Writing for the Web: Give an ‘F’ about subheads
The F-shape reading pattern is common among consumers of online content. Here’s how to keep those eyeballs moving down the page—and coming back to you for
The letter “F” isn’t just for four-letter words. It’s also a pattern you use to read online content. According to eye-tracking researchers like Jakob Nielsen, people scan Web pages as two horizontal stripes—that is, the
and first paragraph—and then a vertical stripe, the content that travels down the left-hand side of the page.
So what does this mean to you?
Most page visitors won’t read past your first few words. They need to make a snap decision, to figure out whether your content is worthy of their undivided
attention. Your job is to make that decision-making process easy.
Scanners love subheads
Think about that F-shaped pattern: After a person has read the headline and perhaps the first paragraph, they will scan further down the page. They are
looking for content that compels them to continue reading. That’s why subheads are so great.
Subheads can grab the reader’s interest in a matter of seconds by:
breaking up a text-heavy page, and
informing readers of the overall context and content of the article.
Subhead writing strategies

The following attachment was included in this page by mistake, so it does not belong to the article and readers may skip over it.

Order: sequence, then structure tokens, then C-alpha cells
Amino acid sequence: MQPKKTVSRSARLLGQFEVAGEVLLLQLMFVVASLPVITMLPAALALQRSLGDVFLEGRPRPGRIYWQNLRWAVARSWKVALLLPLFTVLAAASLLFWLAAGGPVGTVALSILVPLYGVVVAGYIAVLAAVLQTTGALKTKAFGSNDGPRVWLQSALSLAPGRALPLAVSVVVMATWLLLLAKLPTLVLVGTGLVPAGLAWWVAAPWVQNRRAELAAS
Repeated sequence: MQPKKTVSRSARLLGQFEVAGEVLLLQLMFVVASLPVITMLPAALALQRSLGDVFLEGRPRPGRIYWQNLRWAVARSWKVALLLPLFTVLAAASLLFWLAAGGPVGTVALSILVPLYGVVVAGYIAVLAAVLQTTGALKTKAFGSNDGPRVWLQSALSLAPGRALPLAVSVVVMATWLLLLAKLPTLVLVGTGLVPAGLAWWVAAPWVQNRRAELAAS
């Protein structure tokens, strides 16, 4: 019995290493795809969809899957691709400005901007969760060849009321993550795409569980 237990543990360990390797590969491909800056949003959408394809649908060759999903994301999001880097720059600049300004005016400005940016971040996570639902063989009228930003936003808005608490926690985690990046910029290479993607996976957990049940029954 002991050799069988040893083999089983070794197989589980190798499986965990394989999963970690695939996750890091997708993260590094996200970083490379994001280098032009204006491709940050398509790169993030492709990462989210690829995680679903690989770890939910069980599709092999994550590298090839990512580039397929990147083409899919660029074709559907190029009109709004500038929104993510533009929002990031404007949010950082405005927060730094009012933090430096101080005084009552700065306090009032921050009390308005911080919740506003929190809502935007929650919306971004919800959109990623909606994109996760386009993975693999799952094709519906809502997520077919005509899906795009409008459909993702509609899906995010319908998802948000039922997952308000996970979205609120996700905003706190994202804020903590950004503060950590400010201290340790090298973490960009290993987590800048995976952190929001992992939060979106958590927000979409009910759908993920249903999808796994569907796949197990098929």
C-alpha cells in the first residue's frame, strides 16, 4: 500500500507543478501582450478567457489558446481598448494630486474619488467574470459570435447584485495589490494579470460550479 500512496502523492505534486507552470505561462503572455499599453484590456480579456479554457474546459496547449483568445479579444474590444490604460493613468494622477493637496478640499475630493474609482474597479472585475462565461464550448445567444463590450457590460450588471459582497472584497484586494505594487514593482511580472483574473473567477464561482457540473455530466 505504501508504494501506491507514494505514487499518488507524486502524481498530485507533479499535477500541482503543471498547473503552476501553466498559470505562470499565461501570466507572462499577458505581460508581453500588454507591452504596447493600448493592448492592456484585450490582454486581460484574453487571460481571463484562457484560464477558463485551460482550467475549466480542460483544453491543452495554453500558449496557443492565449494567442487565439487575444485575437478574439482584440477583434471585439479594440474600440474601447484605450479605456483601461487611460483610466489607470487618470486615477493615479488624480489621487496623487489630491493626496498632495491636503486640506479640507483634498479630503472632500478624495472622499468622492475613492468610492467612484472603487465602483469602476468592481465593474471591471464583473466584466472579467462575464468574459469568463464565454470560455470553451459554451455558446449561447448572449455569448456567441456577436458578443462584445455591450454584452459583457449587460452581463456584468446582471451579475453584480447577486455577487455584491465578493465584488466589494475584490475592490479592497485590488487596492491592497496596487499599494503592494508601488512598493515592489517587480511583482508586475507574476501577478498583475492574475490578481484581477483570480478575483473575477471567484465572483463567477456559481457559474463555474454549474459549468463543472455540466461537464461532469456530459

In creating easily scanned subheads on a webpage, you want your audience to:
get a relatively clear idea what your content is about, and
feel compelled to read the content in its entirety.
This means you should:
use strong and clear language in each subhead—preferably within the first two or three words;
keep your subheads concise; and/or
inherently promise a nugget (or nuggets!) of wisdom if they take time to read your content.
Make it eye-catching
Another tip to make your subheads stand out: Use bold and a larger font when possible.
Just ‘F’ it!
Wondering why your visitors are spending mere microseconds on your page before clicking away? Consider changing up your subheads using the tips above. But
don’t forget: Headlines are just as important, and, according
to the F-shaped pattern, they are the first thing that will capture readers’ fleeting attention. By incorporating your understanding of the F-shaped
pattern into your online writing, you’ll increase your chances of getting your content read.
Lindsey McCaffrey is a freelance Web and social media copywriter and blogger based in Ottawa, Canada. Read her blog, Absolutely Write, at
http://www.lindseymccaffrey.com/blog. A version of this post first appeared on
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